What can baseball teach us about business and CPA firms?
Yesterday at the CCH Users Conference in San Antonio, we got to see “the kid” from the movie “Moneyball,” Paul DePodesta (now with the New York Mets), tell us how we can adopt a “moneyball mindset.”
How about beating the odds and overcoming limited resources to beat competitors much bigger and with more resources than you?
By now, you should have heard about the hit movie, Moneyball or the bestselling book by Michael Lewis, Moneyball: The Art of Winning an Unfair Game, the true story of how Billy Beane turned the Oakland A's into one of the most successful teams in baseball with the lowest payroll.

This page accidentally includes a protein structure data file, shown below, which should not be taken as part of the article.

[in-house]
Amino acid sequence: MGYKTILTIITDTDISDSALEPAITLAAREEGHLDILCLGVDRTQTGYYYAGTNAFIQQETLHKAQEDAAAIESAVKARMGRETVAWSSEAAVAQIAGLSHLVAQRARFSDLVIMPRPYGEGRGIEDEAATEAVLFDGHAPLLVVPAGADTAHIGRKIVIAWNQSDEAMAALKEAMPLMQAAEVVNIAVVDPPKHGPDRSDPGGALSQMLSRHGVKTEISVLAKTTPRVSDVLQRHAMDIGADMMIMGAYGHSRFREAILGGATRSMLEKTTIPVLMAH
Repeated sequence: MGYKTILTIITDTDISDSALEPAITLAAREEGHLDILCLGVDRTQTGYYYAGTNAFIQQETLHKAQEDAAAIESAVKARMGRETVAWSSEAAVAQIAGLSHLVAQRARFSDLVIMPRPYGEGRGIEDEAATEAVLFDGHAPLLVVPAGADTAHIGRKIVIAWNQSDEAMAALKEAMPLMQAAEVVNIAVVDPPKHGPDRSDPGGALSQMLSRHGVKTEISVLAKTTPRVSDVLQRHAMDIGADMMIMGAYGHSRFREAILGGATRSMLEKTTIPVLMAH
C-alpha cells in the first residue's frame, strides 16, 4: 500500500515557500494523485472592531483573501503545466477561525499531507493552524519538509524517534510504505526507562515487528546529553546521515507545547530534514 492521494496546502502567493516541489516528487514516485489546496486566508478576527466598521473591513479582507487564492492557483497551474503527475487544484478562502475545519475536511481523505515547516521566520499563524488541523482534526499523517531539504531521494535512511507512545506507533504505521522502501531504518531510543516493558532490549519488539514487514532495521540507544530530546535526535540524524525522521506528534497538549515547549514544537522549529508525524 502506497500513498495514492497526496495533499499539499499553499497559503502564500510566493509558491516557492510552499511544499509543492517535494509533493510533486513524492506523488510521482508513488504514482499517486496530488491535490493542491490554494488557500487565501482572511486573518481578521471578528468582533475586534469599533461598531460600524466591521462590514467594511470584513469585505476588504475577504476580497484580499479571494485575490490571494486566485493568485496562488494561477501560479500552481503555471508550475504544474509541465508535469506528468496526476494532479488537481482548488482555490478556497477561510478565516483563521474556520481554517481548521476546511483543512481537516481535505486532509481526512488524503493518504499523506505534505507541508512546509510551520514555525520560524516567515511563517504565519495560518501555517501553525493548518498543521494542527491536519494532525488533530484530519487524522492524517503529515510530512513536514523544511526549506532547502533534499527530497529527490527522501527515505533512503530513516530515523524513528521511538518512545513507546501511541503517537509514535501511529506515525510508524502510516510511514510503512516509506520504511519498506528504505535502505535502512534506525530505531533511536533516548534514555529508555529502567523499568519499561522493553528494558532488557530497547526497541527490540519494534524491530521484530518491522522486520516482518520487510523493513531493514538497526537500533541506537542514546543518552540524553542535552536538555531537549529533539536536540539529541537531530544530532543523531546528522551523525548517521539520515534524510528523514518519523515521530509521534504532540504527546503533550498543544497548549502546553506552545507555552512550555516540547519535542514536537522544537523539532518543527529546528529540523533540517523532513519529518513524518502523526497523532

Wouldn't we all like to do that?
DePodesta offered some great insights on how we can adopt a Moneyball mindset:
He finished with this quote from Thomas Kuhn from the Structure of Scientific Revolutions: “The proliferation of competing articulations, the willingness to try anything, the expression of explicit discontent, the recourse to philosophy and to debate over fundamentals, all these are symptoms of a transition from normal to extraordinary research.”
Being innovative does not mean tweaking inefficient systems or incremental changes. It means the willingness to seek new solutions, to try new things that are capable of taking you from ordinary to extraordinary and then measuring the results and questioning what's next.
That's what DePodesta means by adopting a Moneyball mindset.
What do you think? Does this apply to business?
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